Friday, October 24, 2014

better without the words

A big thank you to the Twitter world, and to the Eric Carle Museum, for providing me this link this morning.  A Book Without Pictures, by B.J. Novak, engages the reader, makes the reader a performer, for the entertainment of the listeners, whether it be themselves, or someone else.  

The link came in as I was writing this post, about, well, the opposite.  About the books in which there are pictures but no words.  Or very few words.  Or words so small that you almost don't notice them.  Or at least choose not to notice them.  If that's how you roll.

Which, but the way, is exactly how Elliott rolls.

This morning, as we were rushing out the door for school, he did a quick evasive maneuver dodge under my arm as I was pulling the kitchen door shut behind me and ran back inside.  He didn't answer me when I called after him, oh so lovingly, where are you going?

I breathed. Rearranged the rain filled and scattered dog dishes.  And waited.  He returned, zipping something inside his raincoat.  

What is it?

He pulled out the item.  Held it up.  Owly.  And then stuffed it back down inside.

He skipped down the walkway, paused at a huge puddle, bent his knees, and jumped purposefully and perfectly into the middle of the puddle, and then dove into the car.

Halfway through our drive to school, while running the spelling of Spanish adjectives for today's quiz with Julia and while Nicholas Googled how to spell gist since he might be needing to make use of that word during his English test today, all the while offering thoughts about appropriate Halloween costumes, I heard the familiar sound of a book closing, from Elliott's seat right behind me.

All done?

It's too short, he moaned.

We dropped Nicholas and Julia in the bus circle then parked and sat for a few minutes talking together.

I like how the Owly books have all the funny expressions.  Like ugh.  And sigh.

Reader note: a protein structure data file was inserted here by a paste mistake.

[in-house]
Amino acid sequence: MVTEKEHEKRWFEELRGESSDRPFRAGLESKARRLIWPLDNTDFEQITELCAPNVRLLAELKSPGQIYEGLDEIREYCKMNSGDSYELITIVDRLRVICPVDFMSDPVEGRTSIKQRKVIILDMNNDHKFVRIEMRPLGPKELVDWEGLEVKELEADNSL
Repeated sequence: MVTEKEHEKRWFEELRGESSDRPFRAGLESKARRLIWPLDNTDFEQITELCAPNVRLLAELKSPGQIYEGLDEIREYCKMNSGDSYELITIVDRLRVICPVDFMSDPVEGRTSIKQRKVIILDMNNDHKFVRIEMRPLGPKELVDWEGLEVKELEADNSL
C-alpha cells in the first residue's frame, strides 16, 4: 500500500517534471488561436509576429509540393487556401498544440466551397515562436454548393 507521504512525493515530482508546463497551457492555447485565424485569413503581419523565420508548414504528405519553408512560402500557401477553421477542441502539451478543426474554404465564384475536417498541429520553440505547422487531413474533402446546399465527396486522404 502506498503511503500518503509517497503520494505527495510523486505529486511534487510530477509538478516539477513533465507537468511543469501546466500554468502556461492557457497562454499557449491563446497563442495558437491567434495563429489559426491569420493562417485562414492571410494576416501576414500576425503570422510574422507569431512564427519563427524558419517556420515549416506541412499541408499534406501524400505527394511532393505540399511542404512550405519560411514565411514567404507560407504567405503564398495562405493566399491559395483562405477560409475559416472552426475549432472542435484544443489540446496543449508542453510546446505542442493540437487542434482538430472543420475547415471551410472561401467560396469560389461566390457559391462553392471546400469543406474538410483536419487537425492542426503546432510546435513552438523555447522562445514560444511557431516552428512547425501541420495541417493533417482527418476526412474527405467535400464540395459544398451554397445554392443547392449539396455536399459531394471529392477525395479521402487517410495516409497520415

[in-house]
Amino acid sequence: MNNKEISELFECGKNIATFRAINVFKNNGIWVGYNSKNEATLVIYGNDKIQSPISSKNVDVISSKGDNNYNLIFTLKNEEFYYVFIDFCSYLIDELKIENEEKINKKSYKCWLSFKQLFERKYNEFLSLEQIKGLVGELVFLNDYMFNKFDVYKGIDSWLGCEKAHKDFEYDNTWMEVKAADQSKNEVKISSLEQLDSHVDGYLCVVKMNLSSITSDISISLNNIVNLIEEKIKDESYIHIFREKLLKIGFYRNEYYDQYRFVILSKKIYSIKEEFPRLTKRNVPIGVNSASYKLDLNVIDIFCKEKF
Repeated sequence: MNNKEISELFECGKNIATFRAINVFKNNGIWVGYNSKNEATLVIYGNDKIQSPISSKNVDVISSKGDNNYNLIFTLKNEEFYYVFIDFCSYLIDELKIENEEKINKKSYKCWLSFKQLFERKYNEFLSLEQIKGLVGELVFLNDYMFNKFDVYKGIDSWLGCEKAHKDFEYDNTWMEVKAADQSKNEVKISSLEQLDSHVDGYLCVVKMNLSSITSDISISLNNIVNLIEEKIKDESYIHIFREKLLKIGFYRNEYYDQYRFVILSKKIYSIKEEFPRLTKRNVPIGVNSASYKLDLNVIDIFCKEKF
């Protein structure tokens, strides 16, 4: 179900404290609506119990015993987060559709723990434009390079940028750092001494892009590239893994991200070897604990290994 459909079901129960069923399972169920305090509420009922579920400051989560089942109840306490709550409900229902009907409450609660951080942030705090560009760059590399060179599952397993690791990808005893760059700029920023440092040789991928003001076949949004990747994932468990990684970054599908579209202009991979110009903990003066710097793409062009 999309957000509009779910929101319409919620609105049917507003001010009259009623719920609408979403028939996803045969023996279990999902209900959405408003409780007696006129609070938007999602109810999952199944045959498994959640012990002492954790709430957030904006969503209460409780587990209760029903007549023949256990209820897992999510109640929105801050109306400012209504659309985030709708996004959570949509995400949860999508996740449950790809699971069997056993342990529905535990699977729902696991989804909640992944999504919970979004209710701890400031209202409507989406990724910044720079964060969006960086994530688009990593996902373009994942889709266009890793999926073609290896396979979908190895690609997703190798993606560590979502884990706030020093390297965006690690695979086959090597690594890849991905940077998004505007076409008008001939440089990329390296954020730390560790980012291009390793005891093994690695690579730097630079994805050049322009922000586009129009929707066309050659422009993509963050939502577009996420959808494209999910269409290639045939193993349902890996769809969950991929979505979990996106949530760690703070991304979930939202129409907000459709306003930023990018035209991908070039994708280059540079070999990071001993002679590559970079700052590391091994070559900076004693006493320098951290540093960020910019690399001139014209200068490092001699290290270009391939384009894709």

And how he shows what Owly is thinking about without having to say it.  Like here, where he shows a picture of his mother and father with a question mark.  I know he is wondering where they are.

Yup. We had ourselves a little impromptu book talk, he and I, right there in the car.  

Then we walked into school together.  Elliott's teacher has an amazing collection of children's books and we spend most mornings reading one together until the chime rings.  It is a very good way to start the day.

For the past few mornings, we have been reading Benjamin Chaud's The Bear's Sea Escape and The Bear's Song.  I can't tell you how much we both love these books.  But we do.  The pictures are of the variety that make me want to stroke the pages lovingly.  My apologies, to Elliott's teacher. 

There is sort of a Richard Scarry find Goldbug theme to each glorious page.  And that's just what Elliott and I do.  

I am particularly fond of the endpapers of The Bear's Song.  Chaud even got the one forgotten unhatched brood chamber in the honeycomb right.  I like that.

This morning, in our last few minutes together, Elliott and I looked at this page.

And followed with our fingers the tracks of Papa Bear and Little Bear in the snow on the rooftops.  We didn't need words to be giggling about the story told in those tracks.  We particularly liked the bear bottom plop mark.  

Sometimes you don't need all those words to be entertained, to read a good story that makes you jump right in with your eyes even when it is noisy all around you, to walk your way through a day, and to say goodbye.

After all, hibernation is better with honey.  And adventure is best enjoyed together. 
The Bear's Song, by Benjamin Chaud

No comments:

Post a Comment

we welcome comments, but please select a profile below. tree to river does not publish anonymous comments.